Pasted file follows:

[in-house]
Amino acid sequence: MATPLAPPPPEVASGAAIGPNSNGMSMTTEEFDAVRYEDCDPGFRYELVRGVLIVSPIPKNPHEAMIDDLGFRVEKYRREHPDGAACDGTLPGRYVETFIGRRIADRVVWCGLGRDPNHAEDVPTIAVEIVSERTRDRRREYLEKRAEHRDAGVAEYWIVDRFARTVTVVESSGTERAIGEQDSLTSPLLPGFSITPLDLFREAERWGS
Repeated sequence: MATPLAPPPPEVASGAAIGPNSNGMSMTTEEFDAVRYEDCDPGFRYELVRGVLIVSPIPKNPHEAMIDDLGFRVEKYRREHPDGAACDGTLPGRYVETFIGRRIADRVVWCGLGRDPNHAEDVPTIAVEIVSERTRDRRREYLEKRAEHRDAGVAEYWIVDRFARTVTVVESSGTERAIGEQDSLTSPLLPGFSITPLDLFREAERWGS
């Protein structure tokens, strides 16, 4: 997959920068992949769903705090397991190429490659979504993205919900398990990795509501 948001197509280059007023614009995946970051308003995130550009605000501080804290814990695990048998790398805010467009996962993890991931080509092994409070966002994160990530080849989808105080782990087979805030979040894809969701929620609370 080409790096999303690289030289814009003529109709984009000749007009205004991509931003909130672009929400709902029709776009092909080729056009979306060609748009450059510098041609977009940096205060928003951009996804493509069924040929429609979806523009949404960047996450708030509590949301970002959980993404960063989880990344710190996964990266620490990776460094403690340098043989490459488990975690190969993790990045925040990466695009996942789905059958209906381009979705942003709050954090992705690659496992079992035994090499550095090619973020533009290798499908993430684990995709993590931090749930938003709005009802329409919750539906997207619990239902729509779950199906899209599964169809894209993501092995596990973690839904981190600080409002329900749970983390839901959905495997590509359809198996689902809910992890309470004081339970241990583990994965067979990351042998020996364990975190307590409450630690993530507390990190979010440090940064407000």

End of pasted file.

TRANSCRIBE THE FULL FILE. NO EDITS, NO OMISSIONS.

[in-house]
Amino acid sequence: MATPLAPPPPEVASGAAIGPNSNGMSMTTEEFDAVRYEDCDPGFRYELVRGVLIVSPIPKNPHEAMIDDLGFRVEKYRREHPDGAACDGTLPGRYVETFIGRRIADRVVWCGLGRDPNHAEDVPTIAVEIVSERTRDRRREYLEKRAEHRDAGVAEYWIVDRFARTVTVVESSGTERAIGEQDSLTSPLLPGFSITPLDLFREAERWGS
Repeated sequence: MATPLAPPPPEVASGAAIGPNSNGMSMTTEEFDAVRYEDCDPGFRYELVRGVLIVSPIPKNPHEAMIDDLGFRVEKYRREHPDGAACDGTLPGRYVETFIGRRIADRVVWCGLGRDPNHAEDVPTIAVEIVSERTRDRRREYLEKRAEHRDAGVAEYWIVDRFARTVTVVESSGTERAIGEQDSLTSPLLPGFSITPLDLFREAERWGS
């Protein structure tokens, strides 16, 4: 997959920068992949769903705090397991190429490659979504993205919900398990990795509501 948001197509280059007023614009995946970051308003995130550009605000501080804290814990695990048998790398805010467009996962993890991931080509092994409070966002994160990530080849989808105080782990087979805030979040894809969701929620609370 080409790096999303690289030289814009003529109709984009000749007009205004991509931003909130672009929400709902029709776009092909080729056009979306060609748009450059510098041609977009940096205060928003951009996804493509069924040929429609979806523009949404960047996450708030509590949301970002959980993404960063989880990344710190996964990266620490990776460094403690340098043989490459488990975690190969993790990045925040990466695009996942789905059958209906381009979705942003709050954090992705690659496992079992035994090499550095090619973020533009290798499908993430684990995709993590931090749930938003709005009802329409919750539906997207619990239902729509779950199906899209599964169809894209993501092995596990973690839904981190600080409002329900749970983390839901959905495997590509359809198996689902809910992890309470004081339970241990583990994965067979990351042998020996364990975190307590409450630690993530507390990190979010440090940064407000």